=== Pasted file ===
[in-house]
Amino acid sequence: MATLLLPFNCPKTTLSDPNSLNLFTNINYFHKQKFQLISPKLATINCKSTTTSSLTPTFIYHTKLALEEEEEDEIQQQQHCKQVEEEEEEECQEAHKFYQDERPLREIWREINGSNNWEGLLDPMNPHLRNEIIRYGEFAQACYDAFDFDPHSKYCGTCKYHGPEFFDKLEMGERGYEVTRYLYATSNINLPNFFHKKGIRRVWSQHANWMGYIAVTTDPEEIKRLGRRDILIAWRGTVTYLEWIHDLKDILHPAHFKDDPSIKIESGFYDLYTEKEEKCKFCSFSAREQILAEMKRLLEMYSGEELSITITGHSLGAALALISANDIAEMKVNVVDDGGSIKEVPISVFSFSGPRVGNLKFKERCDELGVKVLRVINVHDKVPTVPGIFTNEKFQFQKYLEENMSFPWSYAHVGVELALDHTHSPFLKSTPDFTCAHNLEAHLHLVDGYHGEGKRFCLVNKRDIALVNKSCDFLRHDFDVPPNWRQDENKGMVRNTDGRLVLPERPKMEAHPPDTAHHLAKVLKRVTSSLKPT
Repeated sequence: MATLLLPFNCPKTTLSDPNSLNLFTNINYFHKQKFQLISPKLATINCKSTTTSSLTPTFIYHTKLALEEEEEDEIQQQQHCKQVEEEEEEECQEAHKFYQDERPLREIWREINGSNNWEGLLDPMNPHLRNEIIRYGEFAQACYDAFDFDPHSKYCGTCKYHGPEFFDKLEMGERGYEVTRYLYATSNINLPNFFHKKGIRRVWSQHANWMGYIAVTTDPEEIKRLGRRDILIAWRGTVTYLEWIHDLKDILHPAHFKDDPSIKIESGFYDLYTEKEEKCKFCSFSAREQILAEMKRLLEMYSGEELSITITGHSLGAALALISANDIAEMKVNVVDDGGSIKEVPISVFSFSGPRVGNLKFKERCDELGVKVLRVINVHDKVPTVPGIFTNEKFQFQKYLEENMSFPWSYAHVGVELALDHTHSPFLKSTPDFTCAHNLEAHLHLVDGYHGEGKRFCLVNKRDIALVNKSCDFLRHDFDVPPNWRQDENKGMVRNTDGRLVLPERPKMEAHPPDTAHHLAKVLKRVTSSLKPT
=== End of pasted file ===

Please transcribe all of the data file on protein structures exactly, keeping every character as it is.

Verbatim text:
[in-house]
Amino acid sequence: MATLLLPFNCPKTTLSDPNSLNLFTNINYFHKQKFQLISPKLATINCKSTTTSSLTPTFIYHTKLALEEEEEDEIQQQQHCKQVEEEEEEECQEAHKFYQDERPLREIWREINGSNNWEGLLDPMNPHLRNEIIRYGEFAQACYDAFDFDPHSKYCGTCKYHGPEFFDKLEMGERGYEVTRYLYATSNINLPNFFHKKGIRRVWSQHANWMGYIAVTTDPEEIKRLGRRDILIAWRGTVTYLEWIHDLKDILHPAHFKDDPSIKIESGFYDLYTEKEEKCKFCSFSAREQILAEMKRLLEMYSGEELSITITGHSLGAALALISANDIAEMKVNVVDDGGSIKEVPISVFSFSGPRVGNLKFKERCDELGVKVLRVINVHDKVPTVPGIFTNEKFQFQKYLEENMSFPWSYAHVGVELALDHTHSPFLKSTPDFTCAHNLEAHLHLVDGYHGEGKRFCLVNKRDIALVNKSCDFLRHDFDVPPNWRQDENKGMVRNTDGRLVLPERPKMEAHPPDTAHHLAKVLKRVTSSLKPT
Repeated sequence: MATLLLPFNCPKTTLSDPNSLNLFTNINYFHKQKFQLISPKLATINCKSTTTSSLTPTFIYHTKLALEEEEEDEIQQQQHCKQVEEEEEEECQEAHKFYQDERPLREIWREINGSNNWEGLLDPMNPHLRNEIIRYGEFAQACYDAFDFDPHSKYCGTCKYHGPEFFDKLEMGERGYEVTRYLYATSNINLPNFFHKKGIRRVWSQHANWMGYIAVTTDPEEIKRLGRRDILIAWRGTVTYLEWIHDLKDILHPAHFKDDPSIKIESGFYDLYTEKEEKCKFCSFSAREQILAEMKRLLEMYSGEELSITITGHSLGAALALISANDIAEMKVNVVDDGGSIKEVPISVFSFSGPRVGNLKFKERCDELGVKVLRVINVHDKVPTVPGIFTNEKFQFQKYLEENMSFPWSYAHVGVELALDHTHSPFLKSTPDFTCAHNLEAHLHLVDGYHGEGKRFCLVNKRDIALVNKSCDFLRHDFDVPPNWRQDENKGMVRNTDGRLVLPERPKMEAHPPDTAHHLAKVLKRVTSSLKPT